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5 Ways Google Search Plus Your World Impacts SEO

As you probably well know by now, Google struck another blow the other day in the social wars with the launch of Search Plus Your World, their enhanced algorithm for personalization in your SERPs. This change will have far reaching impacts on a variety of things, including SEO. That being said, I’ll discuss the SEO impact of Search Plus Your World as I see it at this point.

#1. Increased Attention on Google+

One of the most notable things that came out of this release in my opinion was the lack of integration with Facebook and Twitter (for now) – which aren’t promoted in this update.

Google Search Plus Your World | Google+ Profile in Search Screenshot #1

This is not to say that results from Twitter and Facebook won’t be appearing in Google’s search results, they just won’t be as heavily integrated into this new personalization display.

Amit Singhal, who oversees Google’s ranking algorithms, had this to say about the omission of Facebook and Twitter:

Facebook and Twitter and other services, basically, their terms of service don’t allow us to crawl them deeply and store things. Google+ is the only [network] that provides such a persistent service. Of course, going forward, if others were willing to change, we’d look at designing things to see how it would work.

SEO and Social Media have been right on the cusp of really being joined at the hip – meaning we’re getting very close to the point (we may already be there) where you can’t run an SEO campaign without integrating it heavily with social media.

Up until a few days ago, most of the focus of SEO-Social efforts had been on primarily on Facebook and Twitter as the primary outlets to focus on with Google+ in the background but pulling closer – and rightly so.

That model has been effectively flipped on its head much to the chagrin of the folks at Twitter.

Since Google is the most influential search engine and they are clearly integrating and favoring results coming from people’s Google+ circles, this becomes the most important social outlet to focus on from a SEO-Social perspective. No more ignoring it.

#2. Relevancy Will Change

In the past, Google and most other search engines put a high priority on relevancy as the most important factor in search – and still claim to. That is, they are committed to providing the user with the most relevant search results to their query.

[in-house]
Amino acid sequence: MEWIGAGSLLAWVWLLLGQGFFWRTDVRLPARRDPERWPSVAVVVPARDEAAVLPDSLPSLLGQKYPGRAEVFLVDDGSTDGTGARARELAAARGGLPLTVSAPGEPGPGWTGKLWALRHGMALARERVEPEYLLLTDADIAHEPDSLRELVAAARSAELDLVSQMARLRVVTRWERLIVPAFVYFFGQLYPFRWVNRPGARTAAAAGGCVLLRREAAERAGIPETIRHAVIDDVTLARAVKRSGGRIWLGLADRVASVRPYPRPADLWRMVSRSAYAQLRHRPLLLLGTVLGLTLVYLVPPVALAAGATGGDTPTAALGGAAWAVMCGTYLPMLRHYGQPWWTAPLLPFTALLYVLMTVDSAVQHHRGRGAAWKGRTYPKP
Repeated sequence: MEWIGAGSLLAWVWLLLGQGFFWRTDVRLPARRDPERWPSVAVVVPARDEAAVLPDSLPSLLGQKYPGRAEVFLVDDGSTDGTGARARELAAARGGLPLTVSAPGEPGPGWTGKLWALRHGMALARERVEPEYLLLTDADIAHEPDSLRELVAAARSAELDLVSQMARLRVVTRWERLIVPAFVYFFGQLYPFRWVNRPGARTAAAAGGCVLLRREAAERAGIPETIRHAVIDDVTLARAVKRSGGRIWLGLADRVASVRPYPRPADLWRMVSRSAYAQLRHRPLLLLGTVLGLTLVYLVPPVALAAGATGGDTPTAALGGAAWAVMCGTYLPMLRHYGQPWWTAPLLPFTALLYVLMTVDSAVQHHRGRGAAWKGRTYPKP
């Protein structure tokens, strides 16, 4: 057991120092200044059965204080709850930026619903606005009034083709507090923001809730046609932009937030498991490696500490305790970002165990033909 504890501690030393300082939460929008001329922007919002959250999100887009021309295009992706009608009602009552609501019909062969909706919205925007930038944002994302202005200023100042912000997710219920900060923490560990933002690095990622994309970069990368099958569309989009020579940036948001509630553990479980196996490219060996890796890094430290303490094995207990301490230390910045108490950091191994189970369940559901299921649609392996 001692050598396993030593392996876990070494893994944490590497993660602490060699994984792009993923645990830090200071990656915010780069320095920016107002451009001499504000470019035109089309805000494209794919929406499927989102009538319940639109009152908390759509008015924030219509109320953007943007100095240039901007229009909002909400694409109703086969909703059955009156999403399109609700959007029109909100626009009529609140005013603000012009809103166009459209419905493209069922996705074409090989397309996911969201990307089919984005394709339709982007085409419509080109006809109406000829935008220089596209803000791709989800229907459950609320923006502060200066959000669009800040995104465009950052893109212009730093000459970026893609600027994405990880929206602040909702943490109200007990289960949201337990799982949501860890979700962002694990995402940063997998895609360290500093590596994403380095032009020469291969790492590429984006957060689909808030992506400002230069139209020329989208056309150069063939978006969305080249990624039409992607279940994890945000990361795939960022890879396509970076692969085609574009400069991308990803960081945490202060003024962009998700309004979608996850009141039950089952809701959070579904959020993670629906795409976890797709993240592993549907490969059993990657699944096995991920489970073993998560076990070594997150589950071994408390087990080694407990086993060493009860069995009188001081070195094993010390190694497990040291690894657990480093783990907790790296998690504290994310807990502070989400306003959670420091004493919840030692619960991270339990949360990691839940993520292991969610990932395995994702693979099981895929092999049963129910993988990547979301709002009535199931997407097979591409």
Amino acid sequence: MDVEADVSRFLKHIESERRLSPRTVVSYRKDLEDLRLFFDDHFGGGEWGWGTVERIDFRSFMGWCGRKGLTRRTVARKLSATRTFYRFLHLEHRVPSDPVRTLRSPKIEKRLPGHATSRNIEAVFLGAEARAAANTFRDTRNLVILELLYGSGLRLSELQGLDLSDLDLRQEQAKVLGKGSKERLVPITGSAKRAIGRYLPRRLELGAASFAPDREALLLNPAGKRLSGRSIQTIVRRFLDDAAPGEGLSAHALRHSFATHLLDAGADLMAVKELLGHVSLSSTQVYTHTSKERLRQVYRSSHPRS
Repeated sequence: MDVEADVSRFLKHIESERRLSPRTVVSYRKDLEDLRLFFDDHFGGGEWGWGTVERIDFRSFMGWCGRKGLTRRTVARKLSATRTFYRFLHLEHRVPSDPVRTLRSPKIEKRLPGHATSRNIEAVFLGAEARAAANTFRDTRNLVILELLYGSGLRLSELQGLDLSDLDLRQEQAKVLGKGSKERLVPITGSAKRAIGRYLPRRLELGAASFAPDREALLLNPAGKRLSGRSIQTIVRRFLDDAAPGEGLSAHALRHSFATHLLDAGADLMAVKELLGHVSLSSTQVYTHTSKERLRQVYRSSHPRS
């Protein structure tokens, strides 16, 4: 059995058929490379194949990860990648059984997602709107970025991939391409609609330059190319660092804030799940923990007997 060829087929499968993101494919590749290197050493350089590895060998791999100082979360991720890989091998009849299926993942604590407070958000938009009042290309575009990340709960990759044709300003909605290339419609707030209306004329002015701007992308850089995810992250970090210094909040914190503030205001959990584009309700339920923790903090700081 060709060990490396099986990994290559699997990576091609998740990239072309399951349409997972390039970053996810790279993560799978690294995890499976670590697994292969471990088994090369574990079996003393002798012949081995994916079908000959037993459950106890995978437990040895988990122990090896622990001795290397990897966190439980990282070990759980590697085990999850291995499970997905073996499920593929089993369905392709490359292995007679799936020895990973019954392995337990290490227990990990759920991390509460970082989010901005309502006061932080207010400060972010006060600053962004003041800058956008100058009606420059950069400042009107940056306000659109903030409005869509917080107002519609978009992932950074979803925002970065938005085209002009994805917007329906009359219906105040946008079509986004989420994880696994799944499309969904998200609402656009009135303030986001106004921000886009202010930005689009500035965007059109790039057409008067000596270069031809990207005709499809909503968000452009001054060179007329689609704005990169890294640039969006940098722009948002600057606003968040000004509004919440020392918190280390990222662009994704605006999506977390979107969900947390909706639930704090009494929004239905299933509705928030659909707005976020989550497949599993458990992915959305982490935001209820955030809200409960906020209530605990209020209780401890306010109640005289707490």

So, in an effort to increase a website’s relevancy, most SEOs typically focus on writing great content, working on things like page titles, and building quality backlinks.

Google Search Plus Your World | Personalized Results Screenshot #1

In the last couple days, I’ve noticed more and more Google+ content being featured – even if it wasn’t the most relevant result for what I was looking for. Danny Sullivan echoed my statements in an article two days ago:

Being Relevant Means Going Beyond Google+

Why does that matter? It’s Google’s search engine, after all! Two reasons.

The first is legal. By having a dominant position in search, Google might ultimately be responsible for going above-and-beyond to include competitors. That’s part of what the current anti-trust investigations into Google are all about. One complaint over today’s move — though likely mostly about privacy — is already being readied.

The second is about relevancy. Google’s job as a search engine is to direct searchers to the most relevant information on the web, not just to information that Google may have an interest in.

These suggestions would be better if they included other services, and that’s the standard Google’s search results should aim for, returning the best.

What Google+ Might Not Have

Would listing Britney’s Facebook page be better? Maybe. After all, if you want to follow Britney socially, you won’t find a picture she shared of her and Snoop Dogg on Google+ (where she has 1.4 million followers). She only shared that on her Facebook page, with her 16 million followers there…

I agree all the way on this one…

#3. Multiple SEO Strategies

Practitioners of SEO may now be forced to have two SEO strategies running concurrently with each other: a “personalized” strategy, and their “normal” strategy.